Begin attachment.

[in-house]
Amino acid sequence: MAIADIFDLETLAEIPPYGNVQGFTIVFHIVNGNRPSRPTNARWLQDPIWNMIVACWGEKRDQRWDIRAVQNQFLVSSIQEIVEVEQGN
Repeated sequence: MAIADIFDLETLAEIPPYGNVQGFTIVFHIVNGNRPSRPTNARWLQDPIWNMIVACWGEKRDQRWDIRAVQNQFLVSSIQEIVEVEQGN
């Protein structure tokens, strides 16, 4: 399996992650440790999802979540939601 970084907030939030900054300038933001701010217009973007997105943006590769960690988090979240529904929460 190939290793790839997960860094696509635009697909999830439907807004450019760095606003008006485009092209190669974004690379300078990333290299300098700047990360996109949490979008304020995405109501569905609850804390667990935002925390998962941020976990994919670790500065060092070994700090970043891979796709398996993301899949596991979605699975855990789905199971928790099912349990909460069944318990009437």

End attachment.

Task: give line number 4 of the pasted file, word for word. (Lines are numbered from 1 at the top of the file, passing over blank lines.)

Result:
């Protein structure tokens, strides 16, 4: 399996992650440790999802979540939601 970084907030939030900054300038933001701010217009973007997105943006590769960690988090979240529904929460 190939290793790839997960860094696509635009697909999830439907807004450019760095606003008006485009092209190669974004690379300078990333290299300098700047990360996109949490979008304020995405109501569905609850804390667990935002925390998962941020976990994919670790500065060092070994700090970043891979796709398996993301899949596991979605699975855990789905199971928790099912349990909460069944318990009437």